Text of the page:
Customer trust and data security are critical to everything we do at Marvia. Every day we ensure that our security is parallel with industry standards and compliance.
Single Sign-on (SSO) allows you to authenticate users in your own systems without requiring them to enter additional login credentials.
Marvia is a SaaS subscription accessible globally via a web browser. A strict roles system secures our solution. We enable permission levels within the tool to be set for users and groups. Permissions can be set to include:
Marvia enforces a password complexity standard and uses OpenSSL encrypt and decrypt to store credentials and sensitive data. The encryption algorithm is specified by the Advanced Encryption Standard (AES).
We have an uptime of 99.9% or higher.
Marvia's services and data are hosted in Amazon Web Services (AWS) facilities in Frankfurt (eu-central-1). All hosting and storage are 100% aligned with the restrictive EU data protection laws. AWS is renowned for rigorous security. For their hosting compliance, please visit AWS Amazon.
Marvia was built with disaster recovery in mind. All of our infrastructure and data are spread across 3 AWS availability zones and will continue to work should any one of those data centres fail.
All of our servers are within our own virtual private cloud (VPC) with network access control lists (ACLs) that prevent unauthorized requests getting to our internal network.
On an application level, we produce audit logs for all activity. Our Certified AWS hosting and Security partner Webslice manages the server logs within AWS. All action and activities in the Marvia application are logged in the database. Our database is backed-up every 24 hours.
Access to customer data is limited to authorized employees who require it for their job. Marvia is served 100% over https. We have Single Sign-on (SSO) and strong password policies on Google, AWS and Marvia to ensure access to cloud services are protected.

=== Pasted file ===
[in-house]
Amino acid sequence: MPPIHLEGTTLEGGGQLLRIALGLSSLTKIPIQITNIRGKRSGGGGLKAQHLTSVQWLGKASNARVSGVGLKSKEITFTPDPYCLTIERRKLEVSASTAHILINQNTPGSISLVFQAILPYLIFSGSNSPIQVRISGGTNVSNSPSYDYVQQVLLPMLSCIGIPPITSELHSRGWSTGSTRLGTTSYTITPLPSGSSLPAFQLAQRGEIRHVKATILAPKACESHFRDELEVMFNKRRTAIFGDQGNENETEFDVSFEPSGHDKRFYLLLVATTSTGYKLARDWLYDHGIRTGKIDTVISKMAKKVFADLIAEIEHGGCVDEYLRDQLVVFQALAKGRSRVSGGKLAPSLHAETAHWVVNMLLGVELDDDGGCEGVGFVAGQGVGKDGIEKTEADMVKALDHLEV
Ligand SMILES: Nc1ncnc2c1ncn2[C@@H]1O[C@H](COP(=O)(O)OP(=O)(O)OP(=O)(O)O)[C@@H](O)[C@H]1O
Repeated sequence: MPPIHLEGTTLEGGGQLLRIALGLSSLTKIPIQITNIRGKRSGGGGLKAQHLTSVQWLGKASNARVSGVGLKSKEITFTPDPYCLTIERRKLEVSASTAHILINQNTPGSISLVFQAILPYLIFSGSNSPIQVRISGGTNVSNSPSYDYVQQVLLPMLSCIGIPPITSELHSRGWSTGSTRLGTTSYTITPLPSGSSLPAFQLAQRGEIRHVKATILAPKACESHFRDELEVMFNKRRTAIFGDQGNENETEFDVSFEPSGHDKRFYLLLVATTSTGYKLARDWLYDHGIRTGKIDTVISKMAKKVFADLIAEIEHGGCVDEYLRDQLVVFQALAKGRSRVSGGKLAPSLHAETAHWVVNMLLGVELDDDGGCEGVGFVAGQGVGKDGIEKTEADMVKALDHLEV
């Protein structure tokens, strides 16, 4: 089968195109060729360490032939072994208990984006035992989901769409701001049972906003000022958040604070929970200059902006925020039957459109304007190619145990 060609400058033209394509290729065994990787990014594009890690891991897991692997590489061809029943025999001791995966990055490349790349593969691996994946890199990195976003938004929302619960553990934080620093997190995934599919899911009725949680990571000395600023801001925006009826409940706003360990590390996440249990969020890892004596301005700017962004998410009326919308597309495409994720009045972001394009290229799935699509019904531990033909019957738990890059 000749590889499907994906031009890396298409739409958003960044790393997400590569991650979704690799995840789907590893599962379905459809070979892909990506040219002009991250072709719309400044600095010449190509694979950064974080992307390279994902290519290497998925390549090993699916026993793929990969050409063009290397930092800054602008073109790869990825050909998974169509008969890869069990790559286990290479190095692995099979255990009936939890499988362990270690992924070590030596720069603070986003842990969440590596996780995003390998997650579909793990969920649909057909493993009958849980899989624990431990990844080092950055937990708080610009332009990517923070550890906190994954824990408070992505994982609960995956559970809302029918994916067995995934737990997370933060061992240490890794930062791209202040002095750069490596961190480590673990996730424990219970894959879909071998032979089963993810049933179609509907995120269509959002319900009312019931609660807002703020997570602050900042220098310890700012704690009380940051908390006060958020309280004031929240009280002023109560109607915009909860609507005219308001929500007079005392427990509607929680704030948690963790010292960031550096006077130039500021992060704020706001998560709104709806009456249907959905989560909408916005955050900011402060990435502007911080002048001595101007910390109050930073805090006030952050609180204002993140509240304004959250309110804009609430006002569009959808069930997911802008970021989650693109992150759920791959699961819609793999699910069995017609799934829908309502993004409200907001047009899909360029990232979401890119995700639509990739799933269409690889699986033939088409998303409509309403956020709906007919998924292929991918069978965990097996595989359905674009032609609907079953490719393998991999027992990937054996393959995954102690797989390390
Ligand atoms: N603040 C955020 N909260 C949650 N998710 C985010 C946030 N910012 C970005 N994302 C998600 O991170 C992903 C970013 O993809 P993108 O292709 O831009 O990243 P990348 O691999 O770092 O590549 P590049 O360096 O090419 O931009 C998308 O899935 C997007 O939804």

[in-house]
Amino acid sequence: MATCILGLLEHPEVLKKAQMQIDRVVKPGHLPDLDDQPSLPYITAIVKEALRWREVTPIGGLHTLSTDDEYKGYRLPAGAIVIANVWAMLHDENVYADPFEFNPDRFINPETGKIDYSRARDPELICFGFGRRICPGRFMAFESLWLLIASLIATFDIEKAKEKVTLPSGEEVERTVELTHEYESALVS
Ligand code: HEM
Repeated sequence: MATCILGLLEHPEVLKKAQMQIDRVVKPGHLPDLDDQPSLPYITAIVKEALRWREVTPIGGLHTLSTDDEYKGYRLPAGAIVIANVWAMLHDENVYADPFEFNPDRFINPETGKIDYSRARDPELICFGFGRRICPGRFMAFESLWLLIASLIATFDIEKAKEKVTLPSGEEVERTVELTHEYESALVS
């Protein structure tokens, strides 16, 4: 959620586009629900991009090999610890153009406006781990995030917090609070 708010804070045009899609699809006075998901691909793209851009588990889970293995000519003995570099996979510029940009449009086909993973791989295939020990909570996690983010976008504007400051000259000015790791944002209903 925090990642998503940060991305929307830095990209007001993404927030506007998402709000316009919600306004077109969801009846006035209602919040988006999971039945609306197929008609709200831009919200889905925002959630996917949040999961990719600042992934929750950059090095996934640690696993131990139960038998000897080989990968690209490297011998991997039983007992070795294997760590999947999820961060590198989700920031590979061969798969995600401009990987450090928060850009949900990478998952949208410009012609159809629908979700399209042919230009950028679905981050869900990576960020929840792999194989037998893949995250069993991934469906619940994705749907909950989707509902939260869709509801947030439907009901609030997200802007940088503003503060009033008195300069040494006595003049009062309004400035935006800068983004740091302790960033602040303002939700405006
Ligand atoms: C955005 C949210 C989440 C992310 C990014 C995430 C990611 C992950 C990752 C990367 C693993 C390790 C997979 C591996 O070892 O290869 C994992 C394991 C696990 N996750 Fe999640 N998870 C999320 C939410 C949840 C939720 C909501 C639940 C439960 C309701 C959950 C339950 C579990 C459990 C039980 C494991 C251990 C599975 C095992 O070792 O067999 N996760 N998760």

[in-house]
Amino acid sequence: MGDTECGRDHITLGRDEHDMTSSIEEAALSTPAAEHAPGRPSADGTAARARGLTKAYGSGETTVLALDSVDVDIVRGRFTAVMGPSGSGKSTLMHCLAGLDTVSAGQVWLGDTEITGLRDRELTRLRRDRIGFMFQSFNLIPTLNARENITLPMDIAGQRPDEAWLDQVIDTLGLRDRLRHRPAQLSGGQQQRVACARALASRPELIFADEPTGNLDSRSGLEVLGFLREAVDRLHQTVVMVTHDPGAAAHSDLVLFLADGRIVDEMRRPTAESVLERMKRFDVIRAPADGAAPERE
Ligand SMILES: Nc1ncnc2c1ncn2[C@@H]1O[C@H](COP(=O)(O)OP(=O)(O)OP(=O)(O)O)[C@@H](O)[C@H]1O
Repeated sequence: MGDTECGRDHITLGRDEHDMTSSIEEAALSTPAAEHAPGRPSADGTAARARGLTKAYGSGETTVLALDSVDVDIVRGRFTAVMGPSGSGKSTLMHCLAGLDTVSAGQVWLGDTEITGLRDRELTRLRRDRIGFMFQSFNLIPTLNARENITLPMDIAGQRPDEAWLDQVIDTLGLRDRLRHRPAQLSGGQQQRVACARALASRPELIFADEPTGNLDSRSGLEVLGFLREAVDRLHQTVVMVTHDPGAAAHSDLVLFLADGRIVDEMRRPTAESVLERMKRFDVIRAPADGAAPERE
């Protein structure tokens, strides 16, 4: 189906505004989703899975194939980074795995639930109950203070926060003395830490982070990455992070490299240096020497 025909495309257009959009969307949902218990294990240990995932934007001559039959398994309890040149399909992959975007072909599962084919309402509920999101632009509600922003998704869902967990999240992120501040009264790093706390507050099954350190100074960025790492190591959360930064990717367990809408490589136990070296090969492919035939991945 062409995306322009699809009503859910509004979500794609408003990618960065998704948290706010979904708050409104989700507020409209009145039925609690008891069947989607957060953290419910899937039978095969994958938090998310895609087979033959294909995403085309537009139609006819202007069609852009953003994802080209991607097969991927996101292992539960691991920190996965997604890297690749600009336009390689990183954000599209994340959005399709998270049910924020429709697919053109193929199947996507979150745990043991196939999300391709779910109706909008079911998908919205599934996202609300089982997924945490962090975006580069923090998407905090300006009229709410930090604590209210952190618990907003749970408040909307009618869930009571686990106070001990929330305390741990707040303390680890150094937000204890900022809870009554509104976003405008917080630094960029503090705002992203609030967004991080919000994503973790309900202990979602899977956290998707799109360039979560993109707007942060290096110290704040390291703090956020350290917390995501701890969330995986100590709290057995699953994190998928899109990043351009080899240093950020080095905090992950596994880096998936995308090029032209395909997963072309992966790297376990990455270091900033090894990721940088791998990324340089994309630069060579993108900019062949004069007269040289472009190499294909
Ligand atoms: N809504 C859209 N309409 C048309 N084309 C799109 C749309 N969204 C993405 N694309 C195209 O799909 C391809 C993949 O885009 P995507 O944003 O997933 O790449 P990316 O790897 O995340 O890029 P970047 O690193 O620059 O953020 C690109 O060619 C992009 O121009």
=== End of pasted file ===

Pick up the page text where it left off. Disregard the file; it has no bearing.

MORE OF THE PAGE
All data sent to or from Marvia is encrypted in transit using 256-bit encryption. Our API and application endpoints are TLS/SSL only. SSL/TLS certificates are used to secure network communications and establish the identity of Marvia over the Internet as well as resources on private networks.
The SSL and TLS protocols use an X.509 certificate (SSL/TLS server certificate) to authenticate both the client and the back-end application. An X.509 certificate is a digital form of identification issued by a certificate authority (CA) and contains identification information, a validity period, a public key, a serial number, and the digital signature of the issuer.
Marvia uses third party security tools to scan for vulnerabilities continuously. Periodically we engage third-party security experts to perform detailed penetration tests on the Marvia application and infrastructure.
Marvia implements a protocol for handling security events which includes escalation procedures, rapid mitigation, and post mortem. All employees are informed of our policies.
In case of a 'critical incident' or 'security breach', Marvia will immediately inform its clients. Marvia will take all necessary steps to reduce the impact and prevent a recurrence.
All Marvia employees are obliged to work with up-to-date operating systems and software. Internal rules around a clean desk, clear screen, encrypted laptops, password managers, 2FA, mobile storage devices, and virus scanners are described in the Marvia Employee Handbook.
Marvia has a set of measures in place to guard the physical security of its employees and office. These are described in our internal security policy and are reviewed annually.
All employees complete Security and Awareness training annually.
Marvia has developed a comprehensive set of security policies covering a range of topics. These policies are updated frequently and shared with all employees.
All employee contracts include a confidentiality agreement.
If you think you may have found a security vulnerability, please get in touch with our security team at email@example.com. Make sure you check out our responsible disclosure and bug bounty policy first.